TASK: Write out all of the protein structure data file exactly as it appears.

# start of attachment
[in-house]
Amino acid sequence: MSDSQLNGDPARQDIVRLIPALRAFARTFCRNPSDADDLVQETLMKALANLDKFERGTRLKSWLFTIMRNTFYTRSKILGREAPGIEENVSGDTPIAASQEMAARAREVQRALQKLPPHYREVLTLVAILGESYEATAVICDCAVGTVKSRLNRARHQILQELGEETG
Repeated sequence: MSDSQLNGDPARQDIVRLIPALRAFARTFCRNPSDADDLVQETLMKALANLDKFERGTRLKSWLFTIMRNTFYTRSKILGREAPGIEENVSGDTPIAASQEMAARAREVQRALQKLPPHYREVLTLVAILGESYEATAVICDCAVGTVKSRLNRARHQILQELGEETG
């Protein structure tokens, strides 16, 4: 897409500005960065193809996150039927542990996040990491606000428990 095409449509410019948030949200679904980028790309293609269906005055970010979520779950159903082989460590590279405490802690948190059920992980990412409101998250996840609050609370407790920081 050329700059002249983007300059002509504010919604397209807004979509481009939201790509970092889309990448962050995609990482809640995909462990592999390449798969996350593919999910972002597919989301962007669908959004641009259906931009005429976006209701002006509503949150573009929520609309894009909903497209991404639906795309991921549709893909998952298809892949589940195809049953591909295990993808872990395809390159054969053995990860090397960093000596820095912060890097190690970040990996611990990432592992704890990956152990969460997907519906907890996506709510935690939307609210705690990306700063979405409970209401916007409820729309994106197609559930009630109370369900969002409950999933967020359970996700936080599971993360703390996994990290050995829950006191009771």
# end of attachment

[in-house]
Amino acid sequence: MSDSQLNGDPARQDIVRLIPALRAFARTFCRNPSDADDLVQETLMKALANLDKFERGTRLKSWLFTIMRNTFYTRSKILGREAPGIEENVSGDTPIAASQEMAARAREVQRALQKLPPHYREVLTLVAILGESYEATAVICDCAVGTVKSRLNRARHQILQELGEETG
Repeated sequence: MSDSQLNGDPARQDIVRLIPALRAFARTFCRNPSDADDLVQETLMKALANLDKFERGTRLKSWLFTIMRNTFYTRSKILGREAPGIEENVSGDTPIAASQEMAARAREVQRALQKLPPHYREVLTLVAILGESYEATAVICDCAVGTVKSRLNRARHQILQELGEETG
């Protein structure tokens, strides 16, 4: 897409500005960065193809996150039927542990996040990491606000428990 095409449509410019948030949200679904980028790309293609269906005055970010979520779950159903082989460590590279405490802690948190059920992980990412409101998250996840609050609370407790920081 050329700059002249983007300059002509504010919604397209807004979509481009939201790509970092889309990448962050995609990482809640995909462990592999390449798969996350593919999910972002597919989301962007669908959004641009259906931009005429976006209701002006509503949150573009929520609309894009909903497209991404639906795309991921549709893909998952298809892949589940195809049953591909295990993808872990395809390159054969053995990860090397960093000596820095912060890097190690970040990996611990990432592992704890990956152990969460997907519906907890996506709510935690939307609210705690990306700063979405409970209401916007409820729309994106197609559930009630109370369900969002409950999933967020359970996700936080599971993360703390996994990290050995829950006191009771």